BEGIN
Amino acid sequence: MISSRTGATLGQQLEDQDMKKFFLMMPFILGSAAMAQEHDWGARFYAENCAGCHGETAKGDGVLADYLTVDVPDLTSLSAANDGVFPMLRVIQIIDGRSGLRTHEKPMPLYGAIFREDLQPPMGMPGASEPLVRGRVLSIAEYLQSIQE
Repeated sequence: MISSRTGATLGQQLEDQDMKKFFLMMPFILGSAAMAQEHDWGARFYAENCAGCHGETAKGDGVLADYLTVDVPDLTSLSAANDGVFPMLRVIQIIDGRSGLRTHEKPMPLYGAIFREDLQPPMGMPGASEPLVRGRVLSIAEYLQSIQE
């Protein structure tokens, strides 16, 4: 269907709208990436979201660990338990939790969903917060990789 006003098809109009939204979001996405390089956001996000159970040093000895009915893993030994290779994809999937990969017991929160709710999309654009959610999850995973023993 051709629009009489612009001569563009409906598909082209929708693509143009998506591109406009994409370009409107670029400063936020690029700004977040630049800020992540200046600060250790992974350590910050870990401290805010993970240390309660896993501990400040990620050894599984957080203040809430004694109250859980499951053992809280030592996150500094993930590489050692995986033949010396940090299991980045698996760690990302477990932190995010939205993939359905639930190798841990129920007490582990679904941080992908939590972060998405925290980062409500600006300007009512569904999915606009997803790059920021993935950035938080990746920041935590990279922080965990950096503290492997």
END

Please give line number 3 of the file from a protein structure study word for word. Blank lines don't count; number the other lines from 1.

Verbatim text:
């Protein structure tokens, strides 16, 4: 269907709208990436979201660990338990939790969903917060990789 006003098809109009939204979001996405390089956001996000159970040093000895009915893993030994290779994809999937990969017991929160709710999309654009959610999850995973023993 051709629009009489612009001569563009409906598909082209929708693509143009998506591109406009994409370009409107670029400063936020690029700004977040630049800020992540200046600060250790992974350590910050870990401290805010993970240390309660896993501990400040990620050894599984957080203040809430004694109250859980499951053992809280030592996150500094993930590489050692995986033949010396940090299991980045698996760690990302477990932190995010939205993939359905639930190798841990129920007490582990679904941080992908939590972060998405925290980062409500600006300007009512569904999915606009997803790059920021993935950035938080990746920041935590990279922080965990950096503290492997």